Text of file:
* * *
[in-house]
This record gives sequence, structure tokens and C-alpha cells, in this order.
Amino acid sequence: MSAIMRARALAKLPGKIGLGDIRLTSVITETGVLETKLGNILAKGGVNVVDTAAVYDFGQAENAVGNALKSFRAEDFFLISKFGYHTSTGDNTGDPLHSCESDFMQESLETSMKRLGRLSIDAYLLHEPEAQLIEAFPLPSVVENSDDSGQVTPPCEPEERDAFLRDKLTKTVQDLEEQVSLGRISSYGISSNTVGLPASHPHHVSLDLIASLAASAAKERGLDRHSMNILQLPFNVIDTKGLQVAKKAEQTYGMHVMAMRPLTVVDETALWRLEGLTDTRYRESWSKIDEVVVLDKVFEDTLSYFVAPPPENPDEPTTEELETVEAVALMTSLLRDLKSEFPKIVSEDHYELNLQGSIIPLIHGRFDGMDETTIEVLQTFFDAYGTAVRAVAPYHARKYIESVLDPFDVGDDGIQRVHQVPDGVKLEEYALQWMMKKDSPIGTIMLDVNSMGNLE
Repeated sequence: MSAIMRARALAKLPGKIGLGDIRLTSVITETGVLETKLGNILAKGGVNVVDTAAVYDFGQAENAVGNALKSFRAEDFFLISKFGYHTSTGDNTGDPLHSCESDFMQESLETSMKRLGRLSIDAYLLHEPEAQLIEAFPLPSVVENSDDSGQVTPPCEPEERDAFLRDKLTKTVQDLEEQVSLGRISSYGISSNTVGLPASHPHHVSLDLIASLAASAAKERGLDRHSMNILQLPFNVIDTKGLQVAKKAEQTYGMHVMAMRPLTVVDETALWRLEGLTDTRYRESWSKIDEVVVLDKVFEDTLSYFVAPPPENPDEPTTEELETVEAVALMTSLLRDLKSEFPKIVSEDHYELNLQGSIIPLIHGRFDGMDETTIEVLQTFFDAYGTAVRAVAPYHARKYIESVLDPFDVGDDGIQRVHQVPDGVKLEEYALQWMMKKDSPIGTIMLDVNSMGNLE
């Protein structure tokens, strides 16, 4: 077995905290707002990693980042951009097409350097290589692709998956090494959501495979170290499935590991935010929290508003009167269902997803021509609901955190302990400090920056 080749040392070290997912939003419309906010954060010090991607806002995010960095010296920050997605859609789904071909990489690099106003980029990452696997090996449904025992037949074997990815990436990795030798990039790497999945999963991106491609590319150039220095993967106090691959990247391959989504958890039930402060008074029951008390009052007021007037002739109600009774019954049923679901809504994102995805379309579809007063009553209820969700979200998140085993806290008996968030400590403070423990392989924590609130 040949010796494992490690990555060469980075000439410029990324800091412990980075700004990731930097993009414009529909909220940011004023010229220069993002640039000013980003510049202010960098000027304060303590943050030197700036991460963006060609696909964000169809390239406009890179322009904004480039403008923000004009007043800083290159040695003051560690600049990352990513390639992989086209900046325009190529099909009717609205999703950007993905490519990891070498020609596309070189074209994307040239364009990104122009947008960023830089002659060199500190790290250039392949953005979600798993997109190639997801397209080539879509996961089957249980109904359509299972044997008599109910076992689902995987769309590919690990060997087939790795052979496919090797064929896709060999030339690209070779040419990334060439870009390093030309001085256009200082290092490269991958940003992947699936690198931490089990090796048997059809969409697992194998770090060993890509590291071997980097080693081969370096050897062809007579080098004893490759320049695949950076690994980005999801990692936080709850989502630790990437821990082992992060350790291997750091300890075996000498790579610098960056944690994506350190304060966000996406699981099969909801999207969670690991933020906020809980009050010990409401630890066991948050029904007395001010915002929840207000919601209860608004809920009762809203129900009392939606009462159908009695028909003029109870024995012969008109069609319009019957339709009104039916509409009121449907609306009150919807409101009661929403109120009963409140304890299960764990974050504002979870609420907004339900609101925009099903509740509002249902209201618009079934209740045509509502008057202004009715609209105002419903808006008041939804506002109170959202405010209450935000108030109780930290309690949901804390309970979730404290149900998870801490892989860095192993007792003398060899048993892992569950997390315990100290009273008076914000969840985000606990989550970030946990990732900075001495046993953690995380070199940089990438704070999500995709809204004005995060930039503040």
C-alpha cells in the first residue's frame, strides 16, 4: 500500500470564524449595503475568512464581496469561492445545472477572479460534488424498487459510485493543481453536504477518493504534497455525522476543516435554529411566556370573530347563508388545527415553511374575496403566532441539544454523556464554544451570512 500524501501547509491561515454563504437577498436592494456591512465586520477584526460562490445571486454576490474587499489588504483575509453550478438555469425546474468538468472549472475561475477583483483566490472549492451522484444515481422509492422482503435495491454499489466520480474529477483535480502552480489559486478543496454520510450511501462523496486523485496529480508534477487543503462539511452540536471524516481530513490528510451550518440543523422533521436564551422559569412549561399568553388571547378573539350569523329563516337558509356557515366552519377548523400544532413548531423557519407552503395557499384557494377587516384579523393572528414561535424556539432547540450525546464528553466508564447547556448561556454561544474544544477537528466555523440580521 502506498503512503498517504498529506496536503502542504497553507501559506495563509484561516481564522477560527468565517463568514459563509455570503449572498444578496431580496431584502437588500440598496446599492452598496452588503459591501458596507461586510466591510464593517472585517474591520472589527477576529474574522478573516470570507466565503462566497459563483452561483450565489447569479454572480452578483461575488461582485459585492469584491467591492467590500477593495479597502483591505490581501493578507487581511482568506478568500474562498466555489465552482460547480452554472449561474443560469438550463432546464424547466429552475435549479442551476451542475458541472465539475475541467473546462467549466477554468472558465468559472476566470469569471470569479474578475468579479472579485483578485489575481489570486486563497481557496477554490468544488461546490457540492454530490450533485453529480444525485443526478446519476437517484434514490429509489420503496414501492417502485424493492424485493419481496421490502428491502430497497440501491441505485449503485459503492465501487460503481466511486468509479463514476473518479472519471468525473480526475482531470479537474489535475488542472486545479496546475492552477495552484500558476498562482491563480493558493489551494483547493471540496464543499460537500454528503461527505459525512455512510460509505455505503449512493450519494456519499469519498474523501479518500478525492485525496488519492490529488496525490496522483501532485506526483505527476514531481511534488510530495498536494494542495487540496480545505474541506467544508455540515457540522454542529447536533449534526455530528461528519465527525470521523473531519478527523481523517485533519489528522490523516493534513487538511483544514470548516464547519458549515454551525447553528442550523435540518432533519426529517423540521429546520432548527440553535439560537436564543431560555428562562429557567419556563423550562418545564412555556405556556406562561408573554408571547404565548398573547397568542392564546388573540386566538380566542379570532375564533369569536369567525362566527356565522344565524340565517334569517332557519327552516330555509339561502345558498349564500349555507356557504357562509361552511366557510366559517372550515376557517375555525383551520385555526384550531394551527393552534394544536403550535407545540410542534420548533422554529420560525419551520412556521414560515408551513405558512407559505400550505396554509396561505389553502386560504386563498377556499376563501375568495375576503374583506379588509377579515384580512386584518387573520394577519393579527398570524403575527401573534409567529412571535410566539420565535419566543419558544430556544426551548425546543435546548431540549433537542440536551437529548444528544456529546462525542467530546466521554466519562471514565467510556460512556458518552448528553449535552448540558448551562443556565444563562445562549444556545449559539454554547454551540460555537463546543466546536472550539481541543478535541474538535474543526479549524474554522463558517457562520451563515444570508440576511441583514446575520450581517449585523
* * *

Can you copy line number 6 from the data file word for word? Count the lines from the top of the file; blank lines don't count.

C-alpha cells in the first residue's frame, strides 16, 4: 500500500470564524449595503475568512464581496469561492445545472477572479460534488424498487459510485493543481453536504477518493504534497455525522476543516435554529411566556370573530347563508388545527415553511374575496403566532441539544454523556464554544451570512 500524501501547509491561515454563504437577498436592494456591512465586520477584526460562490445571486454576490474587499489588504483575509453550478438555469425546474468538468472549472475561475477583483483566490472549492451522484444515481422509492422482503435495491454499489466520480474529477483535480502552480489559486478543496454520510450511501462523496486523485496529480508534477487543503462539511452540536471524516481530513490528510451550518440543523422533521436564551422559569412549561399568553388571547378573539350569523329563516337558509356557515366552519377548523400544532413548531423557519407552503395557499384557494377587516384579523393572528414561535424556539432547540450525546464528553466508564447547556448561556454561544474544544477537528466555523440580521 502506498503512503498517504498529506496536503502542504497553507501559506495563509484561516481564522477560527468565517463568514459563509455570503449572498444578496431580496431584502437588500440598496446599492452598496452588503459591501458596507461586510466591510464593517472585517474591520472589527477576529474574522478573516470570507466565503462566497459563483452561483450565489447569479454572480452578483461575488461582485459585492469584491467591492467590500477593495479597502483591505490581501493578507487581511482568506478568500474562498466555489465552482460547480452554472449561474443560469438550463432546464424547466429552475435549479442551476451542475458541472465539475475541467473546462467549466477554468472558465468559472476566470469569471470569479474578475468579479472579485483578485489575481489570486486563497481557496477554490468544488461546490457540492454530490450533485453529480444525485443526478446519476437517484434514490429509489420503496414501492417502485424493492424485493419481496421490502428491502430497497440501491441505485449503485459503492465501487460503481466511486468509479463514476473518479472519471468525473480526475482531470479537474489535475488542472486545479496546475492552477495552484500558476498562482491563480493558493489551494483547493471540496464543499460537500454528503461527505459525512455512510460509505455505503449512493450519494456519499469519498474523501479518500478525492485525496488519492490529488496525490496522483501532485506526483505527476514531481511534488510530495498536494494542495487540496480545505474541506467544508455540515457540522454542529447536533449534526455530528461528519465527525470521523473531519478527523481523517485533519489528522490523516493534513487538511483544514470548516464547519458549515454551525447553528442550523435540518432533519426529517423540521429546520432548527440553535439560537436564543431560555428562562429557567419556563423550562418545564412555556405556556406562561408573554408571547404565548398573547397568542392564546388573540386566538380566542379570532375564533369569536369567525362566527356565522344565524340565517334569517332557519327552516330555509339561502345558498349564500349555507356557504357562509361552511366557510366559517372550515376557517375555525383551520385555526384550531394551527393552534394544536403550535407545540410542534420548533422554529420560525419551520412556521414560515408551513405558512407559505400550505396554509396561505389553502386560504386563498377556499376563501375568495375576503374583506379588509377579515384580512386584518387573520394577519393579527398570524403575527401573534409567529412571535410566539420565535419566543419558544430556544426551548425546543435546548431540549433537542440536551437529548444528544456529546462525542467530546466521554466519562471514565467510556460512556458518552448528553449535552448540558448551562443556565444563562445562549444556545449559539454554547454551540460555537463546543466546536472550539481541543478535541474538535474543526479549524474554522463558517457562520451563515444570508440576511441583514446575520450581517449585523